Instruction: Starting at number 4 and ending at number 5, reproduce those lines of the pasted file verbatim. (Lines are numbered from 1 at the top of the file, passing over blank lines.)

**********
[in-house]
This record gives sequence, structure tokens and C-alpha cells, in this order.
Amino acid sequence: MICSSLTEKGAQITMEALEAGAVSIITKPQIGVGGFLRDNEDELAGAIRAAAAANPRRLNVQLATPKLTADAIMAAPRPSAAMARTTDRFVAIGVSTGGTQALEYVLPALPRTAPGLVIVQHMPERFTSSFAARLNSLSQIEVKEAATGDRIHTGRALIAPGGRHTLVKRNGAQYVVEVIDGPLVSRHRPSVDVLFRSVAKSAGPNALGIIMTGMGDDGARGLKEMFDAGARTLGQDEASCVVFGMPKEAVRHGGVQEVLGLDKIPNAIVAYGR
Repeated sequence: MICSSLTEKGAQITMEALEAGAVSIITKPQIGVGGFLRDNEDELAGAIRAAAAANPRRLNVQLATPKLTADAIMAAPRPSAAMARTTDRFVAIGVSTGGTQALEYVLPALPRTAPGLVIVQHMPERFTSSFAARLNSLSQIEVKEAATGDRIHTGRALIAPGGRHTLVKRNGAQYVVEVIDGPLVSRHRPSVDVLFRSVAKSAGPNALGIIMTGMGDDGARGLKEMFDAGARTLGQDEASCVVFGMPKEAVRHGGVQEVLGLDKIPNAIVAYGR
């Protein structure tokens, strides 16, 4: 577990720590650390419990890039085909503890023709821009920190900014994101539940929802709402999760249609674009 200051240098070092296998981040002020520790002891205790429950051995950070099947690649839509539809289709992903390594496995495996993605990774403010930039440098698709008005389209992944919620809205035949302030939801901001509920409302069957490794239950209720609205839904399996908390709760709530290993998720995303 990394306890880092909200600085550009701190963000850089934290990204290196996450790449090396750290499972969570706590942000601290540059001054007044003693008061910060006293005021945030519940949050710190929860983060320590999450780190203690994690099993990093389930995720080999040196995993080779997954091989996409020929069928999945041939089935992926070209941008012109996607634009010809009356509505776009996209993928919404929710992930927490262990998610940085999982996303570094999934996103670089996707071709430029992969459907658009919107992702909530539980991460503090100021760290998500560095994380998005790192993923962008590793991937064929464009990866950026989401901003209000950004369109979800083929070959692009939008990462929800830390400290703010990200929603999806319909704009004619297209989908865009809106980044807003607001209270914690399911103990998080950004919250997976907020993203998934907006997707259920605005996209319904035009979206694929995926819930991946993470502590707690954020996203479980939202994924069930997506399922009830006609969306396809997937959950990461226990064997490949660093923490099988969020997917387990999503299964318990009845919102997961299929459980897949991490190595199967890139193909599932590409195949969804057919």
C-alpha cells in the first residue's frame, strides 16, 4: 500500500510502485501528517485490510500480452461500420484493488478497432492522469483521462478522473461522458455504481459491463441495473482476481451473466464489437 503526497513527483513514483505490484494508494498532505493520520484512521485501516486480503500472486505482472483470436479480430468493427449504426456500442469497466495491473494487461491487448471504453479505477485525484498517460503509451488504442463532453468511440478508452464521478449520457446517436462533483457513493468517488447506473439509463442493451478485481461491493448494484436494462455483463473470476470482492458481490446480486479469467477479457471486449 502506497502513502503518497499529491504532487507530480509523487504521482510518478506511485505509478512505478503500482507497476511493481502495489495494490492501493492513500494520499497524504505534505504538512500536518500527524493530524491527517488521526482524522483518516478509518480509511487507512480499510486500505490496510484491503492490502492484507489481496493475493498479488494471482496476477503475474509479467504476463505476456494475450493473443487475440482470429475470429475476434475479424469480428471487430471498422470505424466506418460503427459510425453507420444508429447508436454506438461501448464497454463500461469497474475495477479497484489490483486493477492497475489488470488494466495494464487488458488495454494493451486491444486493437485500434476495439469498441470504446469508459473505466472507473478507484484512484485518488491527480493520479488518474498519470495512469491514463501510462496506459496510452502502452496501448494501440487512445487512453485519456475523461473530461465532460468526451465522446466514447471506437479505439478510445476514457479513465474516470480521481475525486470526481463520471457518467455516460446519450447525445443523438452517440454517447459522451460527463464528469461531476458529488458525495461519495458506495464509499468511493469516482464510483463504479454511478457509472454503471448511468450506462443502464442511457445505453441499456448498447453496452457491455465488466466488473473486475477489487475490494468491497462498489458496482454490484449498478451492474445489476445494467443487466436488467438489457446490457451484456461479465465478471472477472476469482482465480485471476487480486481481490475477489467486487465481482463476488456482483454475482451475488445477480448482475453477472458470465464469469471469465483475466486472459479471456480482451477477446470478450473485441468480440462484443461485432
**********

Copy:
Repeated sequence: MICSSLTEKGAQITMEALEAGAVSIITKPQIGVGGFLRDNEDELAGAIRAAAAANPRRLNVQLATPKLTADAIMAAPRPSAAMARTTDRFVAIGVSTGGTQALEYVLPALPRTAPGLVIVQHMPERFTSSFAARLNSLSQIEVKEAATGDRIHTGRALIAPGGRHTLVKRNGAQYVVEVIDGPLVSRHRPSVDVLFRSVAKSAGPNALGIIMTGMGDDGARGLKEMFDAGARTLGQDEASCVVFGMPKEAVRHGGVQEVLGLDKIPNAIVAYGR
């Protein structure tokens, strides 16, 4: 577990720590650390419990890039085909503890023709821009920190900014994101539940929802709402999760249609674009 200051240098070092296998981040002020520790002891205790429950051995950070099947690649839509539809289709992903390594496995495996993605990774403010930039440098698709008005389209992944919620809205035949302030939801901001509920409302069957490794239950209720609205839904399996908390709760709530290993998720995303 990394306890880092909200600085550009701190963000850089934290990204290196996450790449090396750290499972969570706590942000601290540059001054007044003693008061910060006293005021945030519940949050710190929860983060320590999450780190203690994690099993990093389930995720080999040196995993080779997954091989996409020929069928999945041939089935992926070209941008012109996607634009010809009356509505776009996209993928919404929710992930927490262990998610940085999982996303570094999934996103670089996707071709430029992969459907658009919107992702909530539980991460503090100021760290998500560095994380998005790192993923962008590793991937064929464009990866950026989401901003209000950004369109979800083929070959692009939008990462929800830390400290703010990200929603999806319909704009004619297209989908865009809106980044807003607001209270914690399911103990998080950004919250997976907020993203998934907006997707259920605005996209319904035009979206694929995926819930991946993470502590707690954020996203479980939202994924069930997506399922009830006609969306396809997937959950990461226990064997490949660093923490099988969020997917387990999503299964318990009845919102997961299929459980897949991490190595199967890139193909599932590409195949969804057919």